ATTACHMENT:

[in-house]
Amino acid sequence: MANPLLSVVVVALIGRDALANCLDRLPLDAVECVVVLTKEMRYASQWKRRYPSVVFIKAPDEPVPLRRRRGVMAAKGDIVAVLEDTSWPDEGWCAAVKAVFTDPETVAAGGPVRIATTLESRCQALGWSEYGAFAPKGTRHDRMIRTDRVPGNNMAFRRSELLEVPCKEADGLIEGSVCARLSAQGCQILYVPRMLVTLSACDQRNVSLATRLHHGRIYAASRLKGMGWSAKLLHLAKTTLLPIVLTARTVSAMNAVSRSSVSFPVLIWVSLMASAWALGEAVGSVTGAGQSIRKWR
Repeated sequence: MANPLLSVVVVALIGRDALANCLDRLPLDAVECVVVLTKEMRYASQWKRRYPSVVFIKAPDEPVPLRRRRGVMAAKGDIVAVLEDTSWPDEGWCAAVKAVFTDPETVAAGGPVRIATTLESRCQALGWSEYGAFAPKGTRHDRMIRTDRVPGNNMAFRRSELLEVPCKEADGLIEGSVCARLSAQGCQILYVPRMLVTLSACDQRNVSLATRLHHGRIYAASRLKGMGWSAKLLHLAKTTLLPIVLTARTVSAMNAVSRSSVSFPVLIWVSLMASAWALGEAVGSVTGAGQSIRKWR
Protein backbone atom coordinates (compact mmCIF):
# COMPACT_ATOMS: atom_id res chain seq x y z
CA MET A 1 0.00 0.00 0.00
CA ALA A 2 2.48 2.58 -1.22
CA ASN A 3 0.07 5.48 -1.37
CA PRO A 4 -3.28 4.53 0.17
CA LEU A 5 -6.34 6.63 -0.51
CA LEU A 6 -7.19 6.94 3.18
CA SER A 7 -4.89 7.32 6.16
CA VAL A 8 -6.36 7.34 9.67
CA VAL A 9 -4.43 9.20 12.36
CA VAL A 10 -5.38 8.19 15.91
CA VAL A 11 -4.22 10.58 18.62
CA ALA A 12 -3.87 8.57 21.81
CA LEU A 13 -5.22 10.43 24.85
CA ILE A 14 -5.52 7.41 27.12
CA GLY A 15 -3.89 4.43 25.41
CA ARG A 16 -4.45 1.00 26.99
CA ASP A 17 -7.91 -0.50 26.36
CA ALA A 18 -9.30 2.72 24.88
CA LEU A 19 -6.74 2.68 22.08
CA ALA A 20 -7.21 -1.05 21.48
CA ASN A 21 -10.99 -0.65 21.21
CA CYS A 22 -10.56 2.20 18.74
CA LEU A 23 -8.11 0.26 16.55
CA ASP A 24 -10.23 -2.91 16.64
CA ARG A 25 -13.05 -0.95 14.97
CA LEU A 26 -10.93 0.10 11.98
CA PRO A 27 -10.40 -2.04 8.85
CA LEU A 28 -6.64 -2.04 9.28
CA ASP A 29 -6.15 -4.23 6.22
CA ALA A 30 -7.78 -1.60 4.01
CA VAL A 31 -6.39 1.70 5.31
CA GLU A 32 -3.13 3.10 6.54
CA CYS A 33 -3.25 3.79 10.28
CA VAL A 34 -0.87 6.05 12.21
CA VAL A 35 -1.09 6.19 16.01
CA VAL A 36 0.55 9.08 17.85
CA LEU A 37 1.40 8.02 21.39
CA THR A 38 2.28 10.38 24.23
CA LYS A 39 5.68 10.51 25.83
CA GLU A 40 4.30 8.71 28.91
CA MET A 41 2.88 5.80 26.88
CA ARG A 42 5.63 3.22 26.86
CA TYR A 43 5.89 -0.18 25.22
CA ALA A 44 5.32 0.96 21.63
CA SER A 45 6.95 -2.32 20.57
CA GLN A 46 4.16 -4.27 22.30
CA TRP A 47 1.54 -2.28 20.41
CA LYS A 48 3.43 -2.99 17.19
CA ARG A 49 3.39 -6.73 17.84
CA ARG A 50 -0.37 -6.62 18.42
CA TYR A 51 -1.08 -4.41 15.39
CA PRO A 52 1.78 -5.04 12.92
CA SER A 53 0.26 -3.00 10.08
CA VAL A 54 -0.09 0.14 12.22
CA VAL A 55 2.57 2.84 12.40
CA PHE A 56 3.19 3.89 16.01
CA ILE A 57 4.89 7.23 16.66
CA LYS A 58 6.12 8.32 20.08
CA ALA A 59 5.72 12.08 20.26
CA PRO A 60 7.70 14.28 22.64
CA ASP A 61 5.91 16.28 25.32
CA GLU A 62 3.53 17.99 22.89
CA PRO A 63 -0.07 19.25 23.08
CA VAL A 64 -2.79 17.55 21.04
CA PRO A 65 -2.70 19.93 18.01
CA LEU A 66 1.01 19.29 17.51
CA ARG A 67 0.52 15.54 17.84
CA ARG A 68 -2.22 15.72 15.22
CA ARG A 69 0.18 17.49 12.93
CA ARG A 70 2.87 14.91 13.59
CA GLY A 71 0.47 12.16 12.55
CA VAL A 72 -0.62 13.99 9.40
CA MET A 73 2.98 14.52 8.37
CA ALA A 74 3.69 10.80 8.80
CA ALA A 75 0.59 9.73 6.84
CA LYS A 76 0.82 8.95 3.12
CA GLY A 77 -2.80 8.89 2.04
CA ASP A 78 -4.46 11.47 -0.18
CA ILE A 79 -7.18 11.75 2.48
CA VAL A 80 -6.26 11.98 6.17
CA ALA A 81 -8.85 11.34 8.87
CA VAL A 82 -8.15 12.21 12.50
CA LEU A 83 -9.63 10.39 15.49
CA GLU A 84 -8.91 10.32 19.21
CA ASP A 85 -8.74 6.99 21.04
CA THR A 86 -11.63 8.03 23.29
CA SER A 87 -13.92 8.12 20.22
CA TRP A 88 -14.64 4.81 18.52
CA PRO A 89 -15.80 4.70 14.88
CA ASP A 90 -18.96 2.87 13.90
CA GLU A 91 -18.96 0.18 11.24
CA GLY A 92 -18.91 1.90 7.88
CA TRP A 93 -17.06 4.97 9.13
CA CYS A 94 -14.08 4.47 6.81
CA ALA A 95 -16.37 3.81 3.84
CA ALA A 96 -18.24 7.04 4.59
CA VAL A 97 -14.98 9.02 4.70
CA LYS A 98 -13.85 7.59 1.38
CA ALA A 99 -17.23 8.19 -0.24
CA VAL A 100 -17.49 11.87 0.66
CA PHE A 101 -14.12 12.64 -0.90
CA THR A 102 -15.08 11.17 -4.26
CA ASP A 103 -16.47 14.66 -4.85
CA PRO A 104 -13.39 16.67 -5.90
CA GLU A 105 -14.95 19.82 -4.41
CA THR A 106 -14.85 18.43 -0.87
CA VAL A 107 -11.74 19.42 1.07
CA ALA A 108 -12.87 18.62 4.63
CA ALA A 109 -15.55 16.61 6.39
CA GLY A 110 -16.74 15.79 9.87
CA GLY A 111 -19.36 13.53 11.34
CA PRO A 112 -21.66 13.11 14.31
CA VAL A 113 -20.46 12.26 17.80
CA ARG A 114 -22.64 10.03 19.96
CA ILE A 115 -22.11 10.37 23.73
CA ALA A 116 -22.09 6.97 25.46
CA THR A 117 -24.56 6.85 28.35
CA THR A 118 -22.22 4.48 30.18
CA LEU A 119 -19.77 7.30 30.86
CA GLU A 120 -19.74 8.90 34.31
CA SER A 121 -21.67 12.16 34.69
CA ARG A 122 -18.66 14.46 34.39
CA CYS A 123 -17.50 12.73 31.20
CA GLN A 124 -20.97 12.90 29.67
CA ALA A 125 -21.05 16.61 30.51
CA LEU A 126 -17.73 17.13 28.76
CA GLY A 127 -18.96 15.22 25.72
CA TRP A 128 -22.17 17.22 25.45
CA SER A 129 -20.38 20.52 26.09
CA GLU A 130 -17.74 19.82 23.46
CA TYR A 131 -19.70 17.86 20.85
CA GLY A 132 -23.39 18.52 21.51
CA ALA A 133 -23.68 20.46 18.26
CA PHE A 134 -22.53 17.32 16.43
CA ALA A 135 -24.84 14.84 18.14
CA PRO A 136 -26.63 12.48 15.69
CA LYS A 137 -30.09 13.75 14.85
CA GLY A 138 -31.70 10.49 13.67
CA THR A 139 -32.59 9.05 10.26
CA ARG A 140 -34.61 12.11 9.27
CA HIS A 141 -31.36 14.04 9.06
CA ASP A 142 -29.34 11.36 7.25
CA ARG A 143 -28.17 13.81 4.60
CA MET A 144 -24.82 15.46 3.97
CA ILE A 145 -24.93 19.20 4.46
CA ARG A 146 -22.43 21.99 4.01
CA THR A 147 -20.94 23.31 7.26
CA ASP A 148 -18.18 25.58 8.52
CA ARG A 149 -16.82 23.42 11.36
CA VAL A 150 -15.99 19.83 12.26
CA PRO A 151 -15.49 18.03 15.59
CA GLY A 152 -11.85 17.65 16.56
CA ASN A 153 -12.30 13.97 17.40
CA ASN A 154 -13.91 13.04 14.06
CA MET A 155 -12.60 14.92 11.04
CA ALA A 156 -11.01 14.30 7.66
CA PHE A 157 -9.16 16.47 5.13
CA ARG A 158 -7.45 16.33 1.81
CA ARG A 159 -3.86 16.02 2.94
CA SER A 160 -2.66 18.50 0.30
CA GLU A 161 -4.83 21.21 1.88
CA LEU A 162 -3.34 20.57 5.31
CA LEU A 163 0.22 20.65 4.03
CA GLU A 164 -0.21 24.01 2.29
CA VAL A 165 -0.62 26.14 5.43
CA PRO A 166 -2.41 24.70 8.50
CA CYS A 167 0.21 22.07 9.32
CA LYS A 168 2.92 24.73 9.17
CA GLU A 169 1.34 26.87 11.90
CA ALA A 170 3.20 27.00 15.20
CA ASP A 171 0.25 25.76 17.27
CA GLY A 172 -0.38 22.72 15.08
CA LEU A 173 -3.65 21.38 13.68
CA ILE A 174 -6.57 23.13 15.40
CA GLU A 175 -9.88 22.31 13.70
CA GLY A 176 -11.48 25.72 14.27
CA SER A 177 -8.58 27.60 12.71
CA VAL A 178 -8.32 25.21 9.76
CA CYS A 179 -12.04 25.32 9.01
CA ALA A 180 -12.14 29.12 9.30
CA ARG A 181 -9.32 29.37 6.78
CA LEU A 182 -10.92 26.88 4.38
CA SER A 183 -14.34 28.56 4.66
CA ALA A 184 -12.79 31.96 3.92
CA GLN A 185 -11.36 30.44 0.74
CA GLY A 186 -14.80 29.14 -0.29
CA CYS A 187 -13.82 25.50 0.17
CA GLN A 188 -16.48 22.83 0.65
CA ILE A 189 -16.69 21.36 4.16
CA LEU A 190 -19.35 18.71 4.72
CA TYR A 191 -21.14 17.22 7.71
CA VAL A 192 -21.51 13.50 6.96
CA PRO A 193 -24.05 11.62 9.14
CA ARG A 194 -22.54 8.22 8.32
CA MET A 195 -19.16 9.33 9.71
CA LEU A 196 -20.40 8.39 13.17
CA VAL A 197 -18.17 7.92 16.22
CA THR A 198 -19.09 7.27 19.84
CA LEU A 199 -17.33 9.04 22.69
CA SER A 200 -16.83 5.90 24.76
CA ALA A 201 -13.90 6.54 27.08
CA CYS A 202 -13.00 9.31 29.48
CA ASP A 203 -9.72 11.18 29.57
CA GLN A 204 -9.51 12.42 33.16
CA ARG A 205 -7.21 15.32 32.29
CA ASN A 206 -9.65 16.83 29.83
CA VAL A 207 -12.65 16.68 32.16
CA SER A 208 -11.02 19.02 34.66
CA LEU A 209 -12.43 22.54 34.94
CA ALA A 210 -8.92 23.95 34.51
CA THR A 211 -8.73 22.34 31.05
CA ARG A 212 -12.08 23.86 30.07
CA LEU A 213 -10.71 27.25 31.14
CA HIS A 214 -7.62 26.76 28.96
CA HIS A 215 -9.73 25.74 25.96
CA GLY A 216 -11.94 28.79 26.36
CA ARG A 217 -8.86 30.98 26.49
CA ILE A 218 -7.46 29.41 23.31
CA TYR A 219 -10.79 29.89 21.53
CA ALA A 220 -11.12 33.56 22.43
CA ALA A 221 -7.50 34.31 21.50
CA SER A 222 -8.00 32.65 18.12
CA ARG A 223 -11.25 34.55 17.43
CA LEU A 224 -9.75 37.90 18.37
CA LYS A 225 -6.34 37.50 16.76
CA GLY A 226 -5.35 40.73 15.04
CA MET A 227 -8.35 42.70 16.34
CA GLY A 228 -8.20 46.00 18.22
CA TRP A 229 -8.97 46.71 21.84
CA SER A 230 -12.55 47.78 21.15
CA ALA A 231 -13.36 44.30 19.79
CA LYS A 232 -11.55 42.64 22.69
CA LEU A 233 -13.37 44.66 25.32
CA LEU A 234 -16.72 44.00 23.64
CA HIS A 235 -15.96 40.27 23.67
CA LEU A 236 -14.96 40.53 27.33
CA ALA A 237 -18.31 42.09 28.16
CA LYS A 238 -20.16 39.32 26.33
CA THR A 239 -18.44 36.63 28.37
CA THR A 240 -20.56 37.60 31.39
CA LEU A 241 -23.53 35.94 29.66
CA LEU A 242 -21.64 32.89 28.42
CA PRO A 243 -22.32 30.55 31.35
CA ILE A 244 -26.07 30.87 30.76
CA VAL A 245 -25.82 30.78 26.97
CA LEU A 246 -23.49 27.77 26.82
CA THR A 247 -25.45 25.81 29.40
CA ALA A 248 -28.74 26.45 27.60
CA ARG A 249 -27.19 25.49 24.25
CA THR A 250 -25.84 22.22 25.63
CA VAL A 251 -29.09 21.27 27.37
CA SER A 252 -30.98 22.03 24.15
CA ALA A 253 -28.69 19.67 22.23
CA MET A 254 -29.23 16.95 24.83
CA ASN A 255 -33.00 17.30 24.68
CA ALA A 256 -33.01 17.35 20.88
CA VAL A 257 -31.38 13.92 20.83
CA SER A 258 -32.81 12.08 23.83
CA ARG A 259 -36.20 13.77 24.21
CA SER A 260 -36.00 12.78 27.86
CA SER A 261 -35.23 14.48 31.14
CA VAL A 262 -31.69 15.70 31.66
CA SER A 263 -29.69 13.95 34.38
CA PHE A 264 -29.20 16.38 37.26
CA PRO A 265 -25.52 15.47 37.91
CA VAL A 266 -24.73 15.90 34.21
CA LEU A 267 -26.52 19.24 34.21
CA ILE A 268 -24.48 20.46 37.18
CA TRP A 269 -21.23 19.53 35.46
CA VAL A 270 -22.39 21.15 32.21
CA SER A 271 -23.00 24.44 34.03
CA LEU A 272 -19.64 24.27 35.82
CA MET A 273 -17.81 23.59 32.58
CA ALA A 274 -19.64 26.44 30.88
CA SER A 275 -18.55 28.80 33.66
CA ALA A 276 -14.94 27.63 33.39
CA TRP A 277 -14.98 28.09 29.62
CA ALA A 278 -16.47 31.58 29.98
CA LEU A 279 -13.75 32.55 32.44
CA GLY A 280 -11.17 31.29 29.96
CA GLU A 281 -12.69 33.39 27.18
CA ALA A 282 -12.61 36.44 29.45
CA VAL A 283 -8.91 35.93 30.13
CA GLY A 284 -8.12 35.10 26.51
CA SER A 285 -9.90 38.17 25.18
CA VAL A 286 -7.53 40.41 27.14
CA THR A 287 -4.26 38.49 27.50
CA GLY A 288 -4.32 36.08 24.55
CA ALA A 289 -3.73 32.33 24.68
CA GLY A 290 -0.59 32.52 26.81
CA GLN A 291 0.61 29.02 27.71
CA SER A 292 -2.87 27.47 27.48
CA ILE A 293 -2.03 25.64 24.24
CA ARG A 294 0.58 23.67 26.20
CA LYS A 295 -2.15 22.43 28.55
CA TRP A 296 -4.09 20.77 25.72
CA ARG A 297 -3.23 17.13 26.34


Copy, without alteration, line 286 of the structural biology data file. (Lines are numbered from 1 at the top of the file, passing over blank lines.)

CA GLU A 281 -12.69 33.39 27.18